Soon the traffic light will have to make a decision. Does it take inflation seriously and is it really aligning its policies accordingly? Or does it get lost in the minutiae of a debate about a series of specific relief measures? In September, the government has to submit two reports – the progression report and the subsistence level report. What sounds technocratic has significant implications for almost everyone’s life. Or should she have. It is about adjusting the tax burden to the price increase – by increasing basic and child allowances as well as child benefit and income tax is readjusted by adjusting the tariff.
Federal Finance Minister Christian Lindner wants to present a series of proposals in anticipation of this coming week. Lindner will not do this alone because he likes it, but because he has to. Customization is required by law.
A principle in tax law is that the burden is based on individual performance: Poor people pay little or nothing, top earners are taken (they still have a lot more in life). Economic performance has a lot to do with prices. It’s about purchasing power.
What Lindner will soon be putting on the table will quickly become the subject of heated debate. One direction is already discernible: Compensation for the “cold progression” (that’s the thing with the tax rate) will result in relief for high earners in particular. According to a current calculation, a family with two children and a gross household income of 40,000 euros would save 316 euros a year. At 150,000 euros it would be 1002 euros. The calculation is based on the assumption that the tax rate compensates for inflation of six percent.
unfair? Not really. That’s the way it is in a progressive tax system, i.e. one that is linked to performance – those who pay more taxes are absolutely better off with an adjustment. If not adjusted, the actual burden would be reversed – 326 euros here, 1002 euros there. Who can afford that better?
But this mechanism is not perceived as entirely fair. Therefore, if the progression is adjusted (i.e. the continuously higher taxation of income up to the top tax rate, currently 42 percent), it should also be possible to offer high earners less relief.
There are options – starting with a separate top tax rate of 45 percent for the rich, which you simply don’t include in the inflation adjustment. This will not be noticed at all in this income group.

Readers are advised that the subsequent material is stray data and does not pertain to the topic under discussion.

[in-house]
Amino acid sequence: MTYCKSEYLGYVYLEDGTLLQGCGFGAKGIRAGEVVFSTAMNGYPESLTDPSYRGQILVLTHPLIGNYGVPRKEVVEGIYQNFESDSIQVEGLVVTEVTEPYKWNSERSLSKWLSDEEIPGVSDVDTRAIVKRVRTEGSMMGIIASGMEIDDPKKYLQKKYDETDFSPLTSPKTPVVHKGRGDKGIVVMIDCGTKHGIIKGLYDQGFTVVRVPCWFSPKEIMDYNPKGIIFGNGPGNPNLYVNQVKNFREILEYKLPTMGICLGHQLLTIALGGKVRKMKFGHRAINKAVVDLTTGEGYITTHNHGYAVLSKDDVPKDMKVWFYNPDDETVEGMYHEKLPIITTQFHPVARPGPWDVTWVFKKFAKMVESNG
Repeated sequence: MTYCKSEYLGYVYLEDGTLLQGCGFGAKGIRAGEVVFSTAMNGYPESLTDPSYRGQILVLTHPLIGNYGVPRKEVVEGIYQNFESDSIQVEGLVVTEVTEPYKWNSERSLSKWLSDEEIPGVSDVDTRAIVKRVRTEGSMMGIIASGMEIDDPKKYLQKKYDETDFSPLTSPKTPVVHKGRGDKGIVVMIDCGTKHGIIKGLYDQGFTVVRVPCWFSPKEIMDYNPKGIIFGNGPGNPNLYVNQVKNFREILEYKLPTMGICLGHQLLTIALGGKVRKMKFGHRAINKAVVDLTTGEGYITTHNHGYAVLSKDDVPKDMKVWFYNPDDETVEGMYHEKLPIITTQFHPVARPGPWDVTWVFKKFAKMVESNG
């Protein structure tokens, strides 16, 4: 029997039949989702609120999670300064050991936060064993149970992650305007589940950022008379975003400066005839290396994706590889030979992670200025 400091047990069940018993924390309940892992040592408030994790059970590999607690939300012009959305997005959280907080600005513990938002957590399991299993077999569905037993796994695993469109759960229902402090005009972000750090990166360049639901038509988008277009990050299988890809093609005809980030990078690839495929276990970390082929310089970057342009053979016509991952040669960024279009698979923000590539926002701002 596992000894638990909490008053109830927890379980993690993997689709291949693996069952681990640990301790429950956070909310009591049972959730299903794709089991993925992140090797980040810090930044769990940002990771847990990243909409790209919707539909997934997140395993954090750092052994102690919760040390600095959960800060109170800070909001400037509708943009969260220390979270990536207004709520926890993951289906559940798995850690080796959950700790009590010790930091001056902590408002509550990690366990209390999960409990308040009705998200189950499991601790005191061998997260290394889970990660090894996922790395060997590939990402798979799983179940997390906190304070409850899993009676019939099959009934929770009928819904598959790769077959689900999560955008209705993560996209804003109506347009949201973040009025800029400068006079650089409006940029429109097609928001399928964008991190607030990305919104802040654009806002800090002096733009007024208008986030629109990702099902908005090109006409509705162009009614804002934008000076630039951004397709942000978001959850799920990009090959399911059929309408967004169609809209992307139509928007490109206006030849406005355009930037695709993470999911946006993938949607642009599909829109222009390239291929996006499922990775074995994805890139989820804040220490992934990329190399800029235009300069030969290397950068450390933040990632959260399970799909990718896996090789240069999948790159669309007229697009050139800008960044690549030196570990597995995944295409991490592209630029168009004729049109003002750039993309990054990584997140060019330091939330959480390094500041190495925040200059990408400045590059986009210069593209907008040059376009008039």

In any case, it would be unfair if the traffic light coalition did nothing or too little to adjust for inflation. Of course, politicians don’t like losing revenue. But they are required now. Lindner has therefore already hidden a reserve of ten billion euros in the draft budget for 2023 – the drop in income for the federal states would be correspondingly high.
You could do a lot of good with that, but with a different kind of distribution, argue those who don’t want to adjust for inflation. About other relief measures. However, there is no longer any justification for this.
With a small price increase, it would probably be acceptable if politicians remained inactive. But no longer with inflation of six or seven percent for the year – and the prospect that the level will remain high in the coming year. Fiscal capacity is falling so significantly this year that there is no way out. Salaries don’t keep up. And the Chancellor’s concerted action also aims to prevent a wage-price spiral from developing. So Olaf Scholz will not be against the inflation adjustment.
The effect of higher taxation by not taking this step is primarily a problem for lower and middle income people. Because it is with them that the tax progression hits hardest. The effect of this phenomenon can best be illustrated with cases that are not all that rare – the people who have seen little or no increase in salary for years and have no prospect of improvement. Their purchasing power decreases every year, but their individual tax burden would remain the same – would not be adjusted.
Even with those who get salary increases, the “cold progression” still nibbles away from the gain. Only when inflation is overcompensated, which is often the case in good sectors, does the phenomenon play little or no role. In this respect, the phenomenon of “cold progression” also plays an important role in distributive justice among employees. It punishes losers, but it doesn’t affect winners.
In this context, one should not overlook the inflationary effect of the real estate price bubble of recent years, which has been reflected locally in significantly higher rents. This is hardly taken into account when measuring inflation. Accordingly, the loss of purchasing power due to massively increasing rents is not an issue for tax purposes. Incidentally, regular adjustments would actually also be required for the tax allowances for employees and savers.
In short: anything other than adjusting the tax rate to inflation in the fall is inconceivable. Then it has to be lavish. In the coalition, you shouldn’t even start arguing about it.